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Smaller class sizes don't automatically translate into better student performance, but there's plenty of evidence to suggest that a healthy student-to-teacher ratio can help boost educational outcomes — particularly for children at struggling schools.

That's why it's so concerning that South Carolina hasn't enforced its statewide caps on classroom size since 2010. And even if state officials were to start cracking down again — which they should — it might not be enough.

Under state law, schools must maintain a maximum average student-teacher ratio of 28-to-1 and most classes are capped at 30 or 35 students depending on the grade and subject matter.

According to a recent report by The Post and Courier's Paul Bowers, at least 110 schools statewide had an average of more than 28 students per teacher in 2018. And even South Carolina's more manageable statewide median class size of 21 students is about 40 percent higher than the national average.

It's difficult to study the specific impact of a smaller class size on student performance, since there are so many other variables at work in any school, district or state education system. But a handful of notably rigorous studies suggest that substantial reductions in class size can produce positive results, especially for younger students and minority or low-income students.

The reasons seem obvious enough. With fewer students to manage, teachers can provide more individualized attention and instruction, better control behavioral problems and adjust teaching methods more easily.

The obvious challenge, however, is finding enough well-trained teachers to take on all the new classes created by enforcing a smaller maximum student population. The beneficial impact of smaller class sizes is significantly reduced if under-prepared teachers fill in the gaps, for example.

And South Carolina is already facing a severe teacher shortage.

At least 621 teaching positions were vacant across the state at the beginning of the 2018-19 school year, according to a recent Winthrop University report, and 7,340 teachers left their positions at the end of the last school year — many of them permanently.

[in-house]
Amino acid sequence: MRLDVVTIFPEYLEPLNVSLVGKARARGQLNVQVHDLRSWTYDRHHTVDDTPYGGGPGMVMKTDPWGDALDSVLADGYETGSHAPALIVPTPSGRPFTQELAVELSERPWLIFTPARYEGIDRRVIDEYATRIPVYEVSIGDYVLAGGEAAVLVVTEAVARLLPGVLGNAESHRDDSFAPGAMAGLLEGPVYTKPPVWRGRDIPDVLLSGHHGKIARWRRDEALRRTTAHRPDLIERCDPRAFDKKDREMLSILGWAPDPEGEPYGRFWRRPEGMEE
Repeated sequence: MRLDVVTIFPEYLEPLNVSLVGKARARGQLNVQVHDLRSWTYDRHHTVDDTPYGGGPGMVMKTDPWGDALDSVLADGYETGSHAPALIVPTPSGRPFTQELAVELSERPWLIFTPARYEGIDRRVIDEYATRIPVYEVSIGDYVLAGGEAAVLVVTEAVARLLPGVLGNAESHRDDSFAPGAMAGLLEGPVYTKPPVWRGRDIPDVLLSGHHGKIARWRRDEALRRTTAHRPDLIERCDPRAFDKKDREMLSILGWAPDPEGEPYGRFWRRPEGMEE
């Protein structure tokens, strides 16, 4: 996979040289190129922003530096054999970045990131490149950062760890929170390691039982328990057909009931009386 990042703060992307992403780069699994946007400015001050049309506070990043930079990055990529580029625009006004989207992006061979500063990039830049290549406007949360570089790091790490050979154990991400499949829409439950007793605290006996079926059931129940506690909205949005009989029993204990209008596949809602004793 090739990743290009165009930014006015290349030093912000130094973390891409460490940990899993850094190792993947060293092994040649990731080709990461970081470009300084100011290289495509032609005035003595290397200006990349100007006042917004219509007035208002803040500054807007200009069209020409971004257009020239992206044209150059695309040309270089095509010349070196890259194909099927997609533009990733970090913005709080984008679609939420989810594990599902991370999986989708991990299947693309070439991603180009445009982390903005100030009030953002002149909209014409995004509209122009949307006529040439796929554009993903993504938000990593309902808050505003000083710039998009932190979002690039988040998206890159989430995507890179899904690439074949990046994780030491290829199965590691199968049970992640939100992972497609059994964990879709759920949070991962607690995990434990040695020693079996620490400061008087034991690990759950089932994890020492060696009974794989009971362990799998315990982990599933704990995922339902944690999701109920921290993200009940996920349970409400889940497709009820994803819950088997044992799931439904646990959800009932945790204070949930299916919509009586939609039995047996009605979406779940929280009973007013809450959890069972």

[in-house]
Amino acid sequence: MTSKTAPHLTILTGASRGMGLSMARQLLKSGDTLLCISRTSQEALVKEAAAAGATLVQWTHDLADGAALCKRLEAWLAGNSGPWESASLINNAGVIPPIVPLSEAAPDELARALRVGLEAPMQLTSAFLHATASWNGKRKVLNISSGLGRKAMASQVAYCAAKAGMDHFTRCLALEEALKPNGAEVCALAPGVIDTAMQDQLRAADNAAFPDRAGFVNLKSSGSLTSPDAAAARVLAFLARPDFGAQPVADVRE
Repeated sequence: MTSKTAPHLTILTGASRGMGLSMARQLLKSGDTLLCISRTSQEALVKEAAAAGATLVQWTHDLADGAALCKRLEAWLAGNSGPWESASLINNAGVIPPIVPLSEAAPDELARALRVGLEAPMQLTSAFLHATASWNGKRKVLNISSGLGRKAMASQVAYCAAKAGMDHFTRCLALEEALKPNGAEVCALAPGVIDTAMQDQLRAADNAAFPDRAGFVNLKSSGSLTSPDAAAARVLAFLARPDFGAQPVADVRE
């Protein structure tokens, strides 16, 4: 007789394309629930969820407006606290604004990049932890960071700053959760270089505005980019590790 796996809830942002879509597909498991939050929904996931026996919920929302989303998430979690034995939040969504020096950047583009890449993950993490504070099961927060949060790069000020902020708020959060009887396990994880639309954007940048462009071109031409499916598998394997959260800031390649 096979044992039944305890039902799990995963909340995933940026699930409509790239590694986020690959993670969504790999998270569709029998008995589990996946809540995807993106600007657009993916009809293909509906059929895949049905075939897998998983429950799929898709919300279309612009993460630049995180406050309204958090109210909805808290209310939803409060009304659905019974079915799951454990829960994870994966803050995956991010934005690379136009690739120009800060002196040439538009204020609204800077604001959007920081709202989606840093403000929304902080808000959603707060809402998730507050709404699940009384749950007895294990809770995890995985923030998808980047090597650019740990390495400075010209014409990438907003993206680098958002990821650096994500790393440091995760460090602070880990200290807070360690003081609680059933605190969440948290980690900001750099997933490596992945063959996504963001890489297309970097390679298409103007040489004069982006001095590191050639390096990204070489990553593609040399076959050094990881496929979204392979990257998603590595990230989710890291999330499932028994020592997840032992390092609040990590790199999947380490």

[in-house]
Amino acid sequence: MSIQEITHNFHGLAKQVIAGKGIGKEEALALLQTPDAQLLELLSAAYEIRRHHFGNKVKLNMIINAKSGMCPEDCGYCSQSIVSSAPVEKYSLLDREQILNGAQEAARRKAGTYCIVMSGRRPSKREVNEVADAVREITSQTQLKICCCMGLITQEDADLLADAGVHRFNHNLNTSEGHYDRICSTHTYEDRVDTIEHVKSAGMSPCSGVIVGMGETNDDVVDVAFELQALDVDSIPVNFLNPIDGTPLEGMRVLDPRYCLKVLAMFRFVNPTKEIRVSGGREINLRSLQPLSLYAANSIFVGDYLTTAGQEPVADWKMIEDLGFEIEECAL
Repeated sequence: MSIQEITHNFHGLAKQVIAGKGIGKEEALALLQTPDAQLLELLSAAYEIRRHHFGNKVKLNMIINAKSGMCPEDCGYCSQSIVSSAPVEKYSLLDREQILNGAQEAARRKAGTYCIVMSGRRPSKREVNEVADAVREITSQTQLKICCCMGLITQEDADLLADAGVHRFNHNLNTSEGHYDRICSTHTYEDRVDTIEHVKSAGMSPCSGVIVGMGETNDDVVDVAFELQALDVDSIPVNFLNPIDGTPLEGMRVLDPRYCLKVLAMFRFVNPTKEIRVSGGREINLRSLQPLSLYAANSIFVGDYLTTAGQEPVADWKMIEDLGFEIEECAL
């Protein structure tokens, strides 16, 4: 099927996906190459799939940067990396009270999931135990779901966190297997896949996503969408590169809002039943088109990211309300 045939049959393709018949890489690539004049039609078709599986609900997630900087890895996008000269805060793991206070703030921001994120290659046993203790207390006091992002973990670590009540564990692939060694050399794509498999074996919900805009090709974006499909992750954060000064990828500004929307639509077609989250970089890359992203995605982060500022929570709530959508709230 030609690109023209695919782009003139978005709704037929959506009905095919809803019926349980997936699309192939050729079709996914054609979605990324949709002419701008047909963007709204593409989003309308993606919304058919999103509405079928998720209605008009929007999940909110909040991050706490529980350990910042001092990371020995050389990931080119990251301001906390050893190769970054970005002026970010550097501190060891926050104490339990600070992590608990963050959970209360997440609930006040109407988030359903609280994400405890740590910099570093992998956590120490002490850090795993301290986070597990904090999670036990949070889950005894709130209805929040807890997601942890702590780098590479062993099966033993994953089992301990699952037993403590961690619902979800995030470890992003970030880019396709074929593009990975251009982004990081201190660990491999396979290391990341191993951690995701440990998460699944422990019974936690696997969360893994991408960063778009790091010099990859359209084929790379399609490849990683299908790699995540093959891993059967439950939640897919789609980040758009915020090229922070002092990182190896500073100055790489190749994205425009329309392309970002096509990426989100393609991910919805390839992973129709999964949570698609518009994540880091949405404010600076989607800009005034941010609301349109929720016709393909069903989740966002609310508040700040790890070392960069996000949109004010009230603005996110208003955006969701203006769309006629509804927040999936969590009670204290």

In other words, reducing class sizes would require South Carolina schools to not only fill all of their existing teaching vacancies but to hire many more instructors as well.

Fortunately, state lawmakers have vowed to make education reform — including addressing teacher requests for pay hikes, reduced paperwork and testing burdens and other improvements — a top priority during this legislative session.

Gov. Henry McMaster also included hundreds of millions of new dollars for education in his executive budget. Key priorities would include a 5 percent teacher pay raise and more than $100 million to recruit and train educators for rural schools.

South Carolina's education shortcomings are complex and longstanding, and resolving them will be challenging. But meeting the state's standards for basic metrics like class size and cutting down on teacher shortages and turnover rates are an obvious place to start.

Students can't excel without good teachers, and teachers can't do their best work without manageable classrooms.

This editorial is from The Post and Courier of Charleston via The Associated Press.

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